Middlesex vs Surrey, Essex, Kent

Middlesex has an unusually large number of place names that sound like people ( Colin Dale, Gordon Hill, Stan More, Alexandra Park, Ken Wood.) Another source of distinctiveness is that unlike Surrey, Kent or Essex it lost not some but all of its territory to the expansion of London. And the generalisations about north versus south London do contain some truth.  When you come into south London by rail you trundle past Victorian terraces and their back gardens: it’s all quite homogenous because most of South London was built in a single expansion of inexpensive housing along the 19th century railways. (This is reflected in the shape of the 1889-1965 County of London, most of which is south of the Thames. Also in the fact that the North Circular which was built on green fields is of some use, unlike the South Circular running through Victorian streets which isn’t even a single dedicatd road.) So on railways north of the river there’s the succession of contrasting scenes that Julian Barnes describes in his first novel Metroland (1980) as ‘relevant, fulfilling, sensibility-sharpening.’ That was on the north-west Metropolitan line, but on the lines out of Paddington, Euston and Kings Cross, great open spaces come and go, mixed with a great jumble of building from different periods. The history of Middlesex is complex because of its piecemeal development. West and north of London land values were high – in part because the prevailing winds and high ground spared residents the effects of the city smog.

Harrow on the Hill, left well alone by the new London to Birmingham Railway, 1838 (note how unlike modern railways in Britain the tracks weren’t fenced off.)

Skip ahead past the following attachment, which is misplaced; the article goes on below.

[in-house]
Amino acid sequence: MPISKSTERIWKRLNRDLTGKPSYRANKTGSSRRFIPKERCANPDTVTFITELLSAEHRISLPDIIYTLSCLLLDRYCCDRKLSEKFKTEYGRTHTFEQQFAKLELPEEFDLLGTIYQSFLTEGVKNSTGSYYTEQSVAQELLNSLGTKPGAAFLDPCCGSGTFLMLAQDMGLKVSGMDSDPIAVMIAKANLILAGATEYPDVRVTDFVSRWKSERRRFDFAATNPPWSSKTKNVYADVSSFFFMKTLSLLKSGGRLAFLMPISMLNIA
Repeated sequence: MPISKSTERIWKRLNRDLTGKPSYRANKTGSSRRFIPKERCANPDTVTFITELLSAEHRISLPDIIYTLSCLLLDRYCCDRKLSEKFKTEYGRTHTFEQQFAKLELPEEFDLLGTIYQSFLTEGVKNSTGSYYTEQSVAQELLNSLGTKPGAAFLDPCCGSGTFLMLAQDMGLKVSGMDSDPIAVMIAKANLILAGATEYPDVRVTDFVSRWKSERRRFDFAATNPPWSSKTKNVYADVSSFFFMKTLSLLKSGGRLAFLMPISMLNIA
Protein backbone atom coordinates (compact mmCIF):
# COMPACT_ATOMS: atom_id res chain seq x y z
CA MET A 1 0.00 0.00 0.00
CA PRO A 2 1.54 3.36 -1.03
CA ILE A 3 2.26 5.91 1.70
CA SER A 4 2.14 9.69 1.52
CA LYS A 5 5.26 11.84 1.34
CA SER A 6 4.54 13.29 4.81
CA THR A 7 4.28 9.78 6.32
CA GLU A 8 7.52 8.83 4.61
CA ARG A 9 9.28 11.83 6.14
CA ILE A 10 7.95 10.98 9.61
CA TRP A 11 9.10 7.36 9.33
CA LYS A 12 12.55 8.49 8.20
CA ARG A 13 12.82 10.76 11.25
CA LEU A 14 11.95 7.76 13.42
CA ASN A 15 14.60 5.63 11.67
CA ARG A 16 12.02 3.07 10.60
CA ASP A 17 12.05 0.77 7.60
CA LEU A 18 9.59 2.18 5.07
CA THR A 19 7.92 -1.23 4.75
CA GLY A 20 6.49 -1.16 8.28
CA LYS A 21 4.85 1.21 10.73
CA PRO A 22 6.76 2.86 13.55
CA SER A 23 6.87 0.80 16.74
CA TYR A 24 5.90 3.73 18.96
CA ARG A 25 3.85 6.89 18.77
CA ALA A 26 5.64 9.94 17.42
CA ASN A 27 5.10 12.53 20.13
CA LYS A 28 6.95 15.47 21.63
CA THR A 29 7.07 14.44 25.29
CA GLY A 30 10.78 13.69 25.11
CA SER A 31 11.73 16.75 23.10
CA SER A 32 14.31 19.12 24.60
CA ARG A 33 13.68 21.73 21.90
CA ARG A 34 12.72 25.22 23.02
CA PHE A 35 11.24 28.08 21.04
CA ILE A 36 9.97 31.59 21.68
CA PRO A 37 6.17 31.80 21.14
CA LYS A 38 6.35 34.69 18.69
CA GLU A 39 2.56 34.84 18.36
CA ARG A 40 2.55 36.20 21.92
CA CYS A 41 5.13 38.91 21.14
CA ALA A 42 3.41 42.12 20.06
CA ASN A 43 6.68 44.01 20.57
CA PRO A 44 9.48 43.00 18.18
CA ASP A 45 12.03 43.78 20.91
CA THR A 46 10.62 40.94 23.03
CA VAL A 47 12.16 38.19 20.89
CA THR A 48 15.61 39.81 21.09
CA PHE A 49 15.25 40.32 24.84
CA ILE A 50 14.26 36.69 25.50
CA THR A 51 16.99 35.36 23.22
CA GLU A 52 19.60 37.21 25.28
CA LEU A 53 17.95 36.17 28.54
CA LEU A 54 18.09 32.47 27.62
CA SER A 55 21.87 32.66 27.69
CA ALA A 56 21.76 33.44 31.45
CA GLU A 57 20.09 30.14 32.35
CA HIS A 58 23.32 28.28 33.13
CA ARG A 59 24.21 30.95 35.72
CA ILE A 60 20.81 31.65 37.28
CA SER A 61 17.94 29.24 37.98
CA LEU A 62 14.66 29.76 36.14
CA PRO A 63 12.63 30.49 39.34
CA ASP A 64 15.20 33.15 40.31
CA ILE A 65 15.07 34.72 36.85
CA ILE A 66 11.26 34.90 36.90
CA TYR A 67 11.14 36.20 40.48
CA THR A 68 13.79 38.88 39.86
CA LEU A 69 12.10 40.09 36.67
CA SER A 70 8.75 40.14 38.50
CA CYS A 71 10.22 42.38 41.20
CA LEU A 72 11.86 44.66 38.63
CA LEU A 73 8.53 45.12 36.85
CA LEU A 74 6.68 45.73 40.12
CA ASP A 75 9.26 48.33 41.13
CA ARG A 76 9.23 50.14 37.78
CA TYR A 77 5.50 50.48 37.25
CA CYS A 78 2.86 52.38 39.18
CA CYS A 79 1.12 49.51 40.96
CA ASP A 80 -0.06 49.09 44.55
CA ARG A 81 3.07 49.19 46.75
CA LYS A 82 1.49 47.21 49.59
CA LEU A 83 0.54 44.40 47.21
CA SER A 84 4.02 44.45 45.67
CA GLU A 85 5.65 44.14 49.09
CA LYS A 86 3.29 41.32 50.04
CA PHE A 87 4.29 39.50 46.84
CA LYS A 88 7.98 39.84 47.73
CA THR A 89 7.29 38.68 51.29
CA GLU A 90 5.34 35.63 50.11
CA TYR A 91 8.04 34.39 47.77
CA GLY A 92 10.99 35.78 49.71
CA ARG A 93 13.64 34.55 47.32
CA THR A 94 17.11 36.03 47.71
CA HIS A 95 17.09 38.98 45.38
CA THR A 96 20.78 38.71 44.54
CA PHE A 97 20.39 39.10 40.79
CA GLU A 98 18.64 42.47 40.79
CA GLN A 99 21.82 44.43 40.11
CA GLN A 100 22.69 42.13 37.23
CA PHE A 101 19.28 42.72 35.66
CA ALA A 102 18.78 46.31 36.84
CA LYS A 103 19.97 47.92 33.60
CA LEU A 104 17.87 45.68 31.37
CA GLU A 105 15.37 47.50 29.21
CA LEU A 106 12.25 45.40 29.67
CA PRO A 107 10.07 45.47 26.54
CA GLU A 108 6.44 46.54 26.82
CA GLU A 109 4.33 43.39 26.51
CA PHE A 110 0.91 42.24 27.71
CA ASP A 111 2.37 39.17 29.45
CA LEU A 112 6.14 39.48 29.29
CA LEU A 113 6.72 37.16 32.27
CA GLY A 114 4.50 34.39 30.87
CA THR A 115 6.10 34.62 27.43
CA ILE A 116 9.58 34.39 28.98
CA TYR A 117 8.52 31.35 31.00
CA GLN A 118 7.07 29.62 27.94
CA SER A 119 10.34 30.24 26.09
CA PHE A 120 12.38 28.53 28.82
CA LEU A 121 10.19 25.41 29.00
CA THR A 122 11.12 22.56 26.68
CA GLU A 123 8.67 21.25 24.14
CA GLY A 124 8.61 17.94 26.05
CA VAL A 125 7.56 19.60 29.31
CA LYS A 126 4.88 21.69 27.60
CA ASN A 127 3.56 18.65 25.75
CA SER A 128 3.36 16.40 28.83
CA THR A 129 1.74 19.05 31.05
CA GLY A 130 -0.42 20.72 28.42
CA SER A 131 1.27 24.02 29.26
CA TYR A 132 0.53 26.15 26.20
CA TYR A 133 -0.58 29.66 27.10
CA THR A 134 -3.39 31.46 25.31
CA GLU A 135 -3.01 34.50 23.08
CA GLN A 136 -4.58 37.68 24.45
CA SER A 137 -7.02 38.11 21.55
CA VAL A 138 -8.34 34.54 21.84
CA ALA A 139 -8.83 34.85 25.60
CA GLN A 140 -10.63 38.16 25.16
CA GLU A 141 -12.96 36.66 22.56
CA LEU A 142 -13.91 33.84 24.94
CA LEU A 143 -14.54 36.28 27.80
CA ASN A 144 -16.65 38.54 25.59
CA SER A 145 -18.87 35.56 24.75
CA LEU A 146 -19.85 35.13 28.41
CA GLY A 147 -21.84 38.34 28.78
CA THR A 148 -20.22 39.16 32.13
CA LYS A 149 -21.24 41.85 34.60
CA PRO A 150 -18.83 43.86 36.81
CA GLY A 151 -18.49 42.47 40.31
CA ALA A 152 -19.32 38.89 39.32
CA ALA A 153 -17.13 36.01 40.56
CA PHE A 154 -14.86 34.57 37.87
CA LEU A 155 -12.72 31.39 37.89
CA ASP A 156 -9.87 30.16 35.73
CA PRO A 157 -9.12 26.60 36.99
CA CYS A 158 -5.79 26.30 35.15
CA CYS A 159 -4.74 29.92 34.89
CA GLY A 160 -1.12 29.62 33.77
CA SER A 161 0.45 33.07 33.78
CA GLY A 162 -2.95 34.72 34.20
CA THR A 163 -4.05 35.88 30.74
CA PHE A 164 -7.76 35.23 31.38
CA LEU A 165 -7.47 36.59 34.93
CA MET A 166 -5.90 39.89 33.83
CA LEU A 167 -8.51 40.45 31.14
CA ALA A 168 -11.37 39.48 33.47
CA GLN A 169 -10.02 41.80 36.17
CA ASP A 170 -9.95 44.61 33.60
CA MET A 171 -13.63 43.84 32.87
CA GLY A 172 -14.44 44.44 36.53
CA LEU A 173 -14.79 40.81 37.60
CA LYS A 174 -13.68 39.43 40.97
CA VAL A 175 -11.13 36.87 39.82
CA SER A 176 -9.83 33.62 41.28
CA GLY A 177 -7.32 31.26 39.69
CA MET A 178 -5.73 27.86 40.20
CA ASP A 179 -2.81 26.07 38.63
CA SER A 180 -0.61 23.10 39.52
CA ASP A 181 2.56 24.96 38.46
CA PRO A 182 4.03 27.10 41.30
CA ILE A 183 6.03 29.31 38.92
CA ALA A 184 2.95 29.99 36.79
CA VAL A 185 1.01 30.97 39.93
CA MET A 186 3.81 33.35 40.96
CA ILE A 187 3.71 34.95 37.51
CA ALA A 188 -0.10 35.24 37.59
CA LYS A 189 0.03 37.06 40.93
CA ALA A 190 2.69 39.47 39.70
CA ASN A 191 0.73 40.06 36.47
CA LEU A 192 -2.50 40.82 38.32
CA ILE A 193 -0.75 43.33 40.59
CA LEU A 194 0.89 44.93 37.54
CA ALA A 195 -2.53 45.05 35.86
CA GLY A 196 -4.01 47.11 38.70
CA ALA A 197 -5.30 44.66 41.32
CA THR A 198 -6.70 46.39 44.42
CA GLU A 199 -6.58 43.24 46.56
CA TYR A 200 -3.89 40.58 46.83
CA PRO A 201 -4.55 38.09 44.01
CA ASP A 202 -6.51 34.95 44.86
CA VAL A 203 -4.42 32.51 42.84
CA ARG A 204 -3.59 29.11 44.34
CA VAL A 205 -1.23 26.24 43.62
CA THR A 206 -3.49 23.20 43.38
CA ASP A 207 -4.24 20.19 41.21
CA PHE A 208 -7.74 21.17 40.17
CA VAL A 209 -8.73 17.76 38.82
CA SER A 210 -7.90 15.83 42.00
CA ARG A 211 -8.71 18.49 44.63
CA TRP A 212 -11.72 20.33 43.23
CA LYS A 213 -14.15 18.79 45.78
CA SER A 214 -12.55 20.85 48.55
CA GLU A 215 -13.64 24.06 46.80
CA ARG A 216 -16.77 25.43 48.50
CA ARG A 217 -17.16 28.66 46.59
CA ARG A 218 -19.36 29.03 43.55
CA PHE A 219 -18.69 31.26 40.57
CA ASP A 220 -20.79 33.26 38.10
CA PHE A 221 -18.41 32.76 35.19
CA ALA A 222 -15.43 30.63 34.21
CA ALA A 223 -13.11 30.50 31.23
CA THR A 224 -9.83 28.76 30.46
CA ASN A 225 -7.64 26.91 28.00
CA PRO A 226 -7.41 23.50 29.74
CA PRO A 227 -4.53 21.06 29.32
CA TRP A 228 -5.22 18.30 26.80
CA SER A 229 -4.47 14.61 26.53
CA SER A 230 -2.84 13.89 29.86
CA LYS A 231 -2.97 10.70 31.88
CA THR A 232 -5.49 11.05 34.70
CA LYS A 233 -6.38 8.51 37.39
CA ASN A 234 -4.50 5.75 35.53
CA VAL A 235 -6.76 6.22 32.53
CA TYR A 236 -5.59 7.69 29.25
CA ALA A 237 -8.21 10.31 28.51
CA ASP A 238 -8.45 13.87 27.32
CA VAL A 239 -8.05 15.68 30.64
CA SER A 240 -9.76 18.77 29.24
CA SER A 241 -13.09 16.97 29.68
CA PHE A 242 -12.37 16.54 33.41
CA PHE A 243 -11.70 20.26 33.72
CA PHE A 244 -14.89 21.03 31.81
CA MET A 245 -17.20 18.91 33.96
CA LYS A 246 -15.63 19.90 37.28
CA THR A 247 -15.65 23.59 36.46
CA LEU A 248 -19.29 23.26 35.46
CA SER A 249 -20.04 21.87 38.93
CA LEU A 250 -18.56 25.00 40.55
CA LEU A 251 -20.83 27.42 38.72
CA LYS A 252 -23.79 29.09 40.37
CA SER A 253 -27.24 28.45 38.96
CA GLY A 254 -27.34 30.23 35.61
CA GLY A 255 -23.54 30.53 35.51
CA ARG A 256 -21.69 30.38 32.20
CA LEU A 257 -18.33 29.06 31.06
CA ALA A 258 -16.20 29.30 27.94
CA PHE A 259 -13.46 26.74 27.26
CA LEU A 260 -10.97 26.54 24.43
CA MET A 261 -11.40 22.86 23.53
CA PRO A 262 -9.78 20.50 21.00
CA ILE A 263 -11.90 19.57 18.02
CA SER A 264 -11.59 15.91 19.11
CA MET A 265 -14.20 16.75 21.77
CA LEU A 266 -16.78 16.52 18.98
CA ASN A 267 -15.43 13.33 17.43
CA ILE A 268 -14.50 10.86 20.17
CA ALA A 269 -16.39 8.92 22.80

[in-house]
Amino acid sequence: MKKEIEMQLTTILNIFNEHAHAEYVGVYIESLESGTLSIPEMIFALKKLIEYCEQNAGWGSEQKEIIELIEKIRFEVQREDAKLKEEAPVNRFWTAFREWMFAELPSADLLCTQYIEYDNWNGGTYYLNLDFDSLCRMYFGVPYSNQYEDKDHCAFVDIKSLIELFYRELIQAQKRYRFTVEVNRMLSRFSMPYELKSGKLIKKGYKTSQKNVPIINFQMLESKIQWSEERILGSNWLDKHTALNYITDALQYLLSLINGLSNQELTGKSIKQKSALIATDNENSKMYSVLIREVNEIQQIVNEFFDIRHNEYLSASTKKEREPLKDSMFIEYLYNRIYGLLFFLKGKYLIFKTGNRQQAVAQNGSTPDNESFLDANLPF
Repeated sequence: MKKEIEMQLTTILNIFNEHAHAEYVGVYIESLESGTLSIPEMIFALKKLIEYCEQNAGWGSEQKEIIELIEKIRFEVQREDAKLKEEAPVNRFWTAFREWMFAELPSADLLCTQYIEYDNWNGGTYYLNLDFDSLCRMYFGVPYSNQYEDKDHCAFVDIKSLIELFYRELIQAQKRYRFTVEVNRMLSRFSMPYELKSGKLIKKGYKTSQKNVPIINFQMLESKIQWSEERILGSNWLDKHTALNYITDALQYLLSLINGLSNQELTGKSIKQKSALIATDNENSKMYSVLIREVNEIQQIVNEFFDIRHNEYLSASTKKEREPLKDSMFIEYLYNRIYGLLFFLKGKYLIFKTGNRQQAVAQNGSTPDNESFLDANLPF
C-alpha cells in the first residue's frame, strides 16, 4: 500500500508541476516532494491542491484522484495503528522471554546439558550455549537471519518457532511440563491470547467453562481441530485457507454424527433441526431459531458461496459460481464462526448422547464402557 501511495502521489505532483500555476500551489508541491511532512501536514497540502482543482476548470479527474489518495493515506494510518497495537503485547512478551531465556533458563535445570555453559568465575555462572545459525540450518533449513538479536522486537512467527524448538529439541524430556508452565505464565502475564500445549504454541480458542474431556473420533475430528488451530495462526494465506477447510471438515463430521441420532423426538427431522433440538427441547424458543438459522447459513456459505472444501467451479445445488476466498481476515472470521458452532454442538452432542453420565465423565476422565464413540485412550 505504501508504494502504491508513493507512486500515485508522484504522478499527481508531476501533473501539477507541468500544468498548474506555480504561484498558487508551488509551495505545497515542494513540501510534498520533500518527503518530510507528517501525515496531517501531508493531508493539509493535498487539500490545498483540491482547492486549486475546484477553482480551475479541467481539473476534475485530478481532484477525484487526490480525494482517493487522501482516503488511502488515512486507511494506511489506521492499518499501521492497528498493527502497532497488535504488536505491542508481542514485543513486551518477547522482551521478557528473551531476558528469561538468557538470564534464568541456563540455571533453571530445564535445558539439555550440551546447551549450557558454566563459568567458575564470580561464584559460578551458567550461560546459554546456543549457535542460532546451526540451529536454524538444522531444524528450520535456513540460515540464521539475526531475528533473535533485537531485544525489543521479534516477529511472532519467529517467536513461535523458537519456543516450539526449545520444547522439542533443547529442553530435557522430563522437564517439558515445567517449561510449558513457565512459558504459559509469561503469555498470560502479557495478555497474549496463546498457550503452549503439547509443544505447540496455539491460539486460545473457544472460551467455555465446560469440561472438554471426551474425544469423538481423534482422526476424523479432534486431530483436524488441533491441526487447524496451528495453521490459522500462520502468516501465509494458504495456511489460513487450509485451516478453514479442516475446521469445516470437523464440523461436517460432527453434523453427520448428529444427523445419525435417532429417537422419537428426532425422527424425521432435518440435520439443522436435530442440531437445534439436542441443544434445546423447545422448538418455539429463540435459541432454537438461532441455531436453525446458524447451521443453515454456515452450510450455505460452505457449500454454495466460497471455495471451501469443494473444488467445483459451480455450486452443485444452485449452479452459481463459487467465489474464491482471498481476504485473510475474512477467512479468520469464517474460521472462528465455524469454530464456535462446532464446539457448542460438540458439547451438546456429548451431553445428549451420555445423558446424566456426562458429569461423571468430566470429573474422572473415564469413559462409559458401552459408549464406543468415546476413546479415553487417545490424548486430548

Railway lines began to cross Middlesex, starting with the London to Birmingham Railway in the late 1830s. However its builders were concerned with long distance passengers not in creating commuters, and apart from Ealing, the ‘Queen of the Suburbs’ and first stop out of London on the Great Western, there were few stations built on the fringes of London.  So most of the the county remained country, too expensive for most developers, and when it was finally colonised it it wasn’t, as in South London, by means of steam trains on endless viaducts but by trams (a little), and by lines that were built not to service suburbs but to take long distance passengers, such as the Extension Line of the Metropolitan railway and its rival, the Joint Line of the Great Central and Great Western Railways. (The detailed story is on this page.)


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